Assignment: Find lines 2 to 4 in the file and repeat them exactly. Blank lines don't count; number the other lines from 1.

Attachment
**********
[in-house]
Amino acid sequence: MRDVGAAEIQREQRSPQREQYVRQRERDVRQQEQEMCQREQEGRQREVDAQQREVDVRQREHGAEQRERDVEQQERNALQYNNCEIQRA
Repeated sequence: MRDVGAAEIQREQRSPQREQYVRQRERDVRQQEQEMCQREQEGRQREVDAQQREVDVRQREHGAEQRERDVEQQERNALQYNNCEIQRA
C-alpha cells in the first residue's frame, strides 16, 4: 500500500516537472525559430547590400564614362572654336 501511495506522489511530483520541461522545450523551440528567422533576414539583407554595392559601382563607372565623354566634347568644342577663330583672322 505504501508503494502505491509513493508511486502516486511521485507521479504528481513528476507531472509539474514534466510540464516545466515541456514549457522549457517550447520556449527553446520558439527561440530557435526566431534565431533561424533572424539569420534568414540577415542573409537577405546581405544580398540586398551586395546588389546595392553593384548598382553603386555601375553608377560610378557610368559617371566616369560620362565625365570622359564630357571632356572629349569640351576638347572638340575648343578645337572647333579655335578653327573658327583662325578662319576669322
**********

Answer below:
Amino acid sequence: MRDVGAAEIQREQRSPQREQYVRQRERDVRQQEQEMCQREQEGRQREVDAQQREVDVRQREHGAEQRERDVEQQERNALQYNNCEIQRA
Repeated sequence: MRDVGAAEIQREQRSPQREQYVRQRERDVRQQEQEMCQREQEGRQREVDAQQREVDVRQREHGAEQRERDVEQQERNALQYNNCEIQRA
C-alpha cells in the first residue's frame, strides 16, 4: 500500500516537472525559430547590400564614362572654336 501511495506522489511530483520541461522545450523551440528567422533576414539583407554595392559601382563607372565623354566634347568644342577663330583672322 505504501508503494502505491509513493508511486502516486511521485507521479504528481513528476507531472509539474514534466510540464516545466515541456514549457522549457517550447520556449527553446520558439527561440530557435526566431534565431533561424533572424539569420534568414540577415542573409537577405546581405544580398540586398551586395546588389546595392553593384548598382553603386555601375553608377560610378557610368559617371566616369560620362565625365570622359564630357571632356572629349569640351576638347572638340575648343578645337572647333579655335578653327573658327583662325578662319576669322